I have been re-reading Edward Fitzgerald’s translation of the Rubaiyat of Omar Khayyam, an old favourite. Somehow its tone of wistful elegy, poignant celebration of every passing beauty, defiant affirmation of love and life, and yet humble acceptance of mortality, seem even more fitting for this time, than for the many other phases and stages of life in which I have enjoyed that poem.
I was also savouring again the elegance of the quatrain form: the way those four-line stanzas work on the ear and the eye, Fitzgerald’s beautiful and mellifluous rhyming all on one sound in each quatrain, the way the first couplet sets up your expectations and the unrhymed third line increases the tension, then acts as a launchpad for the clinching final rhyme. If you read the first three quatrains in the picture above, of my little Folio Society edition, you’ll see what I mean. I was surprised to realise that I had not yet tried this particular form myself.
All these musings led me to wonder whether it might not be fun to have a go at some occasional ‘Quarantine Quatrains’, to take a leaf out of Fitzgerald’s book, and start crafting a Rubaiyat for our own times. And that is exactly what I have decided to do. I start my quatrains with the same word that opens the Rubaiyat: ‘Awake!’ but I am trying, whilst keeping some echoes of the original, to make the poem contemporary rather than pastiche, so we’ll see how it goes. Anyway, here is the first instalment this new sequence, as usual you can hear me read it by clicking on the title or the ‘Play’ Button.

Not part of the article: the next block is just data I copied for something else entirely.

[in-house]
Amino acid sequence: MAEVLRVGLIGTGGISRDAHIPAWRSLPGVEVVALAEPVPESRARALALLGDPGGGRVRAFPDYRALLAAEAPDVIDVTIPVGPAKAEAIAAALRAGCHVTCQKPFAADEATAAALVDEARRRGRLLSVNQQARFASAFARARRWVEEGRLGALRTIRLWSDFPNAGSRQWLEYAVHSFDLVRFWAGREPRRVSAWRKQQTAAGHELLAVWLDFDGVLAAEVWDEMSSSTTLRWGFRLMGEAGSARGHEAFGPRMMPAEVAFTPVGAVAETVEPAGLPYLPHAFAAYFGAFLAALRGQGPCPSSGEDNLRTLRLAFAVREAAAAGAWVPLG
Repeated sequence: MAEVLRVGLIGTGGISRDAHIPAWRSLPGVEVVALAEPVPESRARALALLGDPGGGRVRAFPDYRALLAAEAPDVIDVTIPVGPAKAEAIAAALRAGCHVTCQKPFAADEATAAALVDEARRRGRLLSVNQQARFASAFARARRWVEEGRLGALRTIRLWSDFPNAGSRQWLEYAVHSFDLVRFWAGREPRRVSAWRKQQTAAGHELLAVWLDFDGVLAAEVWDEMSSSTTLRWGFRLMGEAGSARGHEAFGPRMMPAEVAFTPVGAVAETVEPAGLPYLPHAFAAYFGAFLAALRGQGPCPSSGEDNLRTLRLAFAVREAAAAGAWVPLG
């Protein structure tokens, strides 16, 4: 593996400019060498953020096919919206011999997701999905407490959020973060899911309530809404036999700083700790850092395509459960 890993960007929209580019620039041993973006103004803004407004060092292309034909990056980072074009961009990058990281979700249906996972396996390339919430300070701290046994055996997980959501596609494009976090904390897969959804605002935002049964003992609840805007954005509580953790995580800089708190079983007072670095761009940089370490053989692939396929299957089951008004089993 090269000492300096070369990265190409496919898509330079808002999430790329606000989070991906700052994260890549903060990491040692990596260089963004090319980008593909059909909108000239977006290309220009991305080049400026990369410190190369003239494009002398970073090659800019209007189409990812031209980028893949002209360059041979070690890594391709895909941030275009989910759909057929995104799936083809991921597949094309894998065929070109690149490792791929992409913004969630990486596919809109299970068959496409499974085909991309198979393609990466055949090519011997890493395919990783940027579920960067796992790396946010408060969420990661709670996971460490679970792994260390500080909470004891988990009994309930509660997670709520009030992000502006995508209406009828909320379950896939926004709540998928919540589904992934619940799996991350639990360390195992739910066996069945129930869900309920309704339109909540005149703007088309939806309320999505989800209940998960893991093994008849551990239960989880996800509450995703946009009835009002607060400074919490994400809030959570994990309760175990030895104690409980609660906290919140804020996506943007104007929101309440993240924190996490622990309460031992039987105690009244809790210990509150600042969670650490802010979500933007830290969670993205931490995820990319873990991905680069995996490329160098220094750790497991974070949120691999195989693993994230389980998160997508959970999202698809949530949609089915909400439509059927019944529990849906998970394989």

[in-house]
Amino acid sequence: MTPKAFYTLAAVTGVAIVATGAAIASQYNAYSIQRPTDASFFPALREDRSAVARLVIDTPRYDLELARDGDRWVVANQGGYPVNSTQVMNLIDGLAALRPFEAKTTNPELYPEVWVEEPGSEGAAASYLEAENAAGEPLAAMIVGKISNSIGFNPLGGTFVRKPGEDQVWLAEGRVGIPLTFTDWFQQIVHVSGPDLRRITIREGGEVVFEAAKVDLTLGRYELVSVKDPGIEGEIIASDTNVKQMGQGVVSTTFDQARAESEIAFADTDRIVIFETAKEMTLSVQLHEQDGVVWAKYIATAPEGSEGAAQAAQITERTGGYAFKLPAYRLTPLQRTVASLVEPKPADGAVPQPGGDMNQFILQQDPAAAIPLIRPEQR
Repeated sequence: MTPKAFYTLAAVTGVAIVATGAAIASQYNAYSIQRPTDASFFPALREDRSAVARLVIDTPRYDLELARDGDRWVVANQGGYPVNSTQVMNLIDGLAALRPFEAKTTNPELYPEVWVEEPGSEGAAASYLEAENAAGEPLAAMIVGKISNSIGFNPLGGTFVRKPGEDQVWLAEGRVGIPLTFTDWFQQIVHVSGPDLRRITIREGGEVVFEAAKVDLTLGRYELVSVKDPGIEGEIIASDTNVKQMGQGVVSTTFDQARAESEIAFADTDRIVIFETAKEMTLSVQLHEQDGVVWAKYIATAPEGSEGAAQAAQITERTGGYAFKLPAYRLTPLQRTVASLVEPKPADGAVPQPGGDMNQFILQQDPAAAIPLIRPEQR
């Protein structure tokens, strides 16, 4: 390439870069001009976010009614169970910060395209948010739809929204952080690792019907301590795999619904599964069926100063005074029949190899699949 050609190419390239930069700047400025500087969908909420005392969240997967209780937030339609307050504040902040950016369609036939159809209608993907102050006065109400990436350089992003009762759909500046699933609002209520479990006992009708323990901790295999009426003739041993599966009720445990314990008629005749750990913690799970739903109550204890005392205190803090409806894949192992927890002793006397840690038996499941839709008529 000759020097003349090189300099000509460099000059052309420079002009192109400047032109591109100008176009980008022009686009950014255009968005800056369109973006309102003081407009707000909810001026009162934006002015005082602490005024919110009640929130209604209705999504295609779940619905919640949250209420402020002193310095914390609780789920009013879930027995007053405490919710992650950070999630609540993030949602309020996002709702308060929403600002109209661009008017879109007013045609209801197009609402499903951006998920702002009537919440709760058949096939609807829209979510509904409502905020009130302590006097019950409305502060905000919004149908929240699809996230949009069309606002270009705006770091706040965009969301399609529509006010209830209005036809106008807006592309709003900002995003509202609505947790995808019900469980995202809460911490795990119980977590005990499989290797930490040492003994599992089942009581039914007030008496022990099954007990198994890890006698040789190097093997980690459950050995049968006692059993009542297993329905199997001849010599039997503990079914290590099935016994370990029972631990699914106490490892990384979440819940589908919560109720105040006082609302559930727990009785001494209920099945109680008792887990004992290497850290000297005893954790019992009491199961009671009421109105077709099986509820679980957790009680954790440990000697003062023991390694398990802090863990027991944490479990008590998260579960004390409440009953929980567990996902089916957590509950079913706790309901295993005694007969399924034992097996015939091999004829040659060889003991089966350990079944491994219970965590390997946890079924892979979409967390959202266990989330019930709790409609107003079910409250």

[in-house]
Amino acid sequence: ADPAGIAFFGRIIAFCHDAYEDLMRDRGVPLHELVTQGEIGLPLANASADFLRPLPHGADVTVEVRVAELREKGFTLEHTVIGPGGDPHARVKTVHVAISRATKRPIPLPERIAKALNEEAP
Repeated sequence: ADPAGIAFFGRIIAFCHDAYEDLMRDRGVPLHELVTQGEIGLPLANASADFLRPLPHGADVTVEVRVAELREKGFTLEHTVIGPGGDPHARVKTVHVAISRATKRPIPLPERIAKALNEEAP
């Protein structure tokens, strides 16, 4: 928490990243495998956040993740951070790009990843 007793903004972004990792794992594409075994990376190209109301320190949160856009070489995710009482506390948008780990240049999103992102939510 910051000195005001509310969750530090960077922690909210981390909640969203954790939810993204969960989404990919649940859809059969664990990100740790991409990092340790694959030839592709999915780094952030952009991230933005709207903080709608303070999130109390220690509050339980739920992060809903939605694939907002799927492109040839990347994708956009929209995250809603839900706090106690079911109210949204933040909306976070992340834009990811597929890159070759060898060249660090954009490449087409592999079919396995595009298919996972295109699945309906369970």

Awake to what was once a busy day
When you would rush and hurry on your way
Snatch at your breakfast, start the grim commute
But time and tide have turned another way
For now, like you, the day is yawning wide
And all its old events are set aside
It opens gently for you, takes its time
And holds for you -whatever you decide.
This morning’s light is brighter than it seems
Your room is raftered with its golden beams
The bowl of night was richly filled with sleep
And dawn’s left hand is holding all your dreams
Your mantel clock still sounds its silver chime
The empty page invites an idle rhyme
This quarantine has taken many things
But left you with the precious gift of time
Your time is all your own – yet not your own
The rose may open, or be overblown
So breathe in this day’s fragrance whilst you may
To each of us the date of death’s unknown.
Then settle at your desk, uncap your pen
And open the old manuscript again
The empty hours may tease you out of thought
Yet leave you with a poem now and then.
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